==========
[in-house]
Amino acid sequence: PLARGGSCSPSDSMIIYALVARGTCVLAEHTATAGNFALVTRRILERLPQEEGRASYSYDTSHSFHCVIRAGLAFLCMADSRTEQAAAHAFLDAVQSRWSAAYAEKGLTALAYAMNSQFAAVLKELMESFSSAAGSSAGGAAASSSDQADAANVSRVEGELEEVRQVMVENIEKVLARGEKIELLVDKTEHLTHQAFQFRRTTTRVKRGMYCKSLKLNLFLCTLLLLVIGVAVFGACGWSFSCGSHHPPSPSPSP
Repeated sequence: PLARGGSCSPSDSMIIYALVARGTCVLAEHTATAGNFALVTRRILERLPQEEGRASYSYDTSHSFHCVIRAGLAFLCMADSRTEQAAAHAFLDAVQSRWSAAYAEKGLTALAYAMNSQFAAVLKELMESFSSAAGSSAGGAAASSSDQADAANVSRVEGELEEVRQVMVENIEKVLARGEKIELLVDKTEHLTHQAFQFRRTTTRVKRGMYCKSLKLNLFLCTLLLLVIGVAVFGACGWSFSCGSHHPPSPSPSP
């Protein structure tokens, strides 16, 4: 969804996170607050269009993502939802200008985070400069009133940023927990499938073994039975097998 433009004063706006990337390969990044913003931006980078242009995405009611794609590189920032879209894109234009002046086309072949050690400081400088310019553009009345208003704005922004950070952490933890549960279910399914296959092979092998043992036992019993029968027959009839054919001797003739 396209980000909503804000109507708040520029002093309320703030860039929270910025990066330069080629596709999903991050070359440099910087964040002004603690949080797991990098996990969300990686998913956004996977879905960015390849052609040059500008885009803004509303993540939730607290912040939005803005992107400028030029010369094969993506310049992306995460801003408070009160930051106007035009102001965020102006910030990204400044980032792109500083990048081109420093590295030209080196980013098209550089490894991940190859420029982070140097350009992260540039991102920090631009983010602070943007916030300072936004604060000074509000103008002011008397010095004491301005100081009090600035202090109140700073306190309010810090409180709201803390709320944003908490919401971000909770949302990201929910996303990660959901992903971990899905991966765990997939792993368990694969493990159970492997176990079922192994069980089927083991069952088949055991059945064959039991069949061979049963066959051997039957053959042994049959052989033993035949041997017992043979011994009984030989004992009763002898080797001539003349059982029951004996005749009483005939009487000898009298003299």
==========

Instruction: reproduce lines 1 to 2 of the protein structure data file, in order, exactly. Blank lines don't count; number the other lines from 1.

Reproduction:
[in-house]
Amino acid sequence: PLARGGSCSPSDSMIIYALVARGTCVLAEHTATAGNFALVTRRILERLPQEEGRASYSYDTSHSFHCVIRAGLAFLCMADSRTEQAAAHAFLDAVQSRWSAAYAEKGLTALAYAMNSQFAAVLKELMESFSSAAGSSAGGAAASSSDQADAANVSRVEGELEEVRQVMVENIEKVLARGEKIELLVDKTEHLTHQAFQFRRTTTRVKRGMYCKSLKLNLFLCTLLLLVIGVAVFGACGWSFSCGSHHPPSPSPSP